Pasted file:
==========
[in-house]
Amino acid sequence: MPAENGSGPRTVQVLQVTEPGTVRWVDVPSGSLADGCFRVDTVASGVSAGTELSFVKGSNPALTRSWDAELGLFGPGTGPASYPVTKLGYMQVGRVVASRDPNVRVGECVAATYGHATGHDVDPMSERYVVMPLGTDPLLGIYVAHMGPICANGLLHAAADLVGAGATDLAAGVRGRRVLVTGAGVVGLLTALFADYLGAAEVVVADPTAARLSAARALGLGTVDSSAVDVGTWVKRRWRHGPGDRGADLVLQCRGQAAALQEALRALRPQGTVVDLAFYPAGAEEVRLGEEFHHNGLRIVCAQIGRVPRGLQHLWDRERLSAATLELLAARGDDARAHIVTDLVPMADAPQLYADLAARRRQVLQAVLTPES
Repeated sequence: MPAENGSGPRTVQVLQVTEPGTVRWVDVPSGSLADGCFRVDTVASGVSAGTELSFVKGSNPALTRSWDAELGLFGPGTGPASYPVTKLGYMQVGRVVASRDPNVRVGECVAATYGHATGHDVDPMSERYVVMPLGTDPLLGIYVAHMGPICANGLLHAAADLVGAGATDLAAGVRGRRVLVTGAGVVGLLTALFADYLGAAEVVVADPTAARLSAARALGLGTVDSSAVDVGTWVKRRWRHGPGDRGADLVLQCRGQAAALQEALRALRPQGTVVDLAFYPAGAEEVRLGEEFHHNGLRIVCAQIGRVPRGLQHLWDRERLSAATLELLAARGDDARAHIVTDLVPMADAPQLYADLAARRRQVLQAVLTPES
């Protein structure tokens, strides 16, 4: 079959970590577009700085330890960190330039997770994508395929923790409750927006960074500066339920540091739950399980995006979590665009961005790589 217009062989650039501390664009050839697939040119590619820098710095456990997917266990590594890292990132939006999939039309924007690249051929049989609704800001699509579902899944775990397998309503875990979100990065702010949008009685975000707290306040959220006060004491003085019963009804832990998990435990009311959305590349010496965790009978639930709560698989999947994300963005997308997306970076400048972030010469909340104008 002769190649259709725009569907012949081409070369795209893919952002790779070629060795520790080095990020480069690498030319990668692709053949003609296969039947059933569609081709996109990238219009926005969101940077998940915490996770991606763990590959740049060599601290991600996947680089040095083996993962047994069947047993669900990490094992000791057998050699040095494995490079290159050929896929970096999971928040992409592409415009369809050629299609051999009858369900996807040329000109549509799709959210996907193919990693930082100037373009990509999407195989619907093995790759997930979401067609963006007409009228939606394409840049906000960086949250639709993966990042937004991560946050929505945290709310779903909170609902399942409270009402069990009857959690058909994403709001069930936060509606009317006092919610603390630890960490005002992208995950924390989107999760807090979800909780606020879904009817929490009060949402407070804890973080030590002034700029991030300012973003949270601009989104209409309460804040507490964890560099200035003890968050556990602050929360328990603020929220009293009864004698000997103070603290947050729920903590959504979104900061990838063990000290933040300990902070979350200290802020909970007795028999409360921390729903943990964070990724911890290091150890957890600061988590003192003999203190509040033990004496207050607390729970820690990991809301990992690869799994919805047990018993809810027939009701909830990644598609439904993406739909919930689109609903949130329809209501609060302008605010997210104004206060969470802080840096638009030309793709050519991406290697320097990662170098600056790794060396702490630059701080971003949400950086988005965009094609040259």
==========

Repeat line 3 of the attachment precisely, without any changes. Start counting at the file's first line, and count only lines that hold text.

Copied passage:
Repeated sequence: MPAENGSGPRTVQVLQVTEPGTVRWVDVPSGSLADGCFRVDTVASGVSAGTELSFVKGSNPALTRSWDAELGLFGPGTGPASYPVTKLGYMQVGRVVASRDPNVRVGECVAATYGHATGHDVDPMSERYVVMPLGTDPLLGIYVAHMGPICANGLLHAAADLVGAGATDLAAGVRGRRVLVTGAGVVGLLTALFADYLGAAEVVVADPTAARLSAARALGLGTVDSSAVDVGTWVKRRWRHGPGDRGADLVLQCRGQAAALQEALRALRPQGTVVDLAFYPAGAEEVRLGEEFHHNGLRIVCAQIGRVPRGLQHLWDRERLSAATLELLAARGDDARAHIVTDLVPMADAPQLYADLAARRRQVLQAVLTPES